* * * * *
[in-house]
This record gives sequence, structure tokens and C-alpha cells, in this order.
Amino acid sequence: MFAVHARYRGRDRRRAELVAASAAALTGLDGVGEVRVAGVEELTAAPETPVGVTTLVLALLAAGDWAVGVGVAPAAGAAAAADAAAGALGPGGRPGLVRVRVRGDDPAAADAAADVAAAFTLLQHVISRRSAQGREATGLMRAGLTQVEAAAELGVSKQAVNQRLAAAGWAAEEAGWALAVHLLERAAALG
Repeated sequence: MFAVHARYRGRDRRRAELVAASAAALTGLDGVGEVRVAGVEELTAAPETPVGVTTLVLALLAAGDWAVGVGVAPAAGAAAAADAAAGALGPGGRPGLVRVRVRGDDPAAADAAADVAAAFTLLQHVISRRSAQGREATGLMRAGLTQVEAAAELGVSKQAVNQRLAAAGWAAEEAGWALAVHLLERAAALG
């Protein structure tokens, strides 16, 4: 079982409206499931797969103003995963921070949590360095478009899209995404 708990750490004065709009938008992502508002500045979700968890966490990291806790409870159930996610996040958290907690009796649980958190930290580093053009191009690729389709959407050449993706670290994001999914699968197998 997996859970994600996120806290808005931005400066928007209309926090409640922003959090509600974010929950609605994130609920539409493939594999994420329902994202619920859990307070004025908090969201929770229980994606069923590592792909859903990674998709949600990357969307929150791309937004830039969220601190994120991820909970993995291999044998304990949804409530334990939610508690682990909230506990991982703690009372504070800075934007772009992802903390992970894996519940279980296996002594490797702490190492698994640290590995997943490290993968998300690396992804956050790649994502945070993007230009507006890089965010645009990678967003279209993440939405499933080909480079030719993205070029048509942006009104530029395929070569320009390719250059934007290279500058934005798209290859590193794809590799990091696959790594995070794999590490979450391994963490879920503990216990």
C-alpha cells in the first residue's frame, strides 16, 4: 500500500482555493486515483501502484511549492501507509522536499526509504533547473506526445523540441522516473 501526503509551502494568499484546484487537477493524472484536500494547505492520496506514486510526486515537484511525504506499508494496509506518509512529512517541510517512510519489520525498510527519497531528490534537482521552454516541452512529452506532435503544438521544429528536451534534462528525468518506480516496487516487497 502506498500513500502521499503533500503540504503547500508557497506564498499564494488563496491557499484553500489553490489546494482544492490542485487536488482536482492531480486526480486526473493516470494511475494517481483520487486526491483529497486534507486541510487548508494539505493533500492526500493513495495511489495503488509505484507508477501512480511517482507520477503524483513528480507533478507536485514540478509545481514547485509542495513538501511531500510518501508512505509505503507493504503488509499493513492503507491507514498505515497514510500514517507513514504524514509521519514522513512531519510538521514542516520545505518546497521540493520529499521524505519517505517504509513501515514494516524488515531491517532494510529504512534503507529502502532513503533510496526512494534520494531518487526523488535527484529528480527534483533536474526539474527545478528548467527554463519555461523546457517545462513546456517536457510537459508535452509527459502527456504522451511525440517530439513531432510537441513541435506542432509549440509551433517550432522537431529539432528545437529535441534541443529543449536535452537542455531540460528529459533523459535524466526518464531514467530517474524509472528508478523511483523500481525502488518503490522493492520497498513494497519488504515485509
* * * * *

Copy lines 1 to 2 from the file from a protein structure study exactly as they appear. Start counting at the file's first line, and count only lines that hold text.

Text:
[in-house]
This record gives sequence, structure tokens and C-alpha cells, in this order.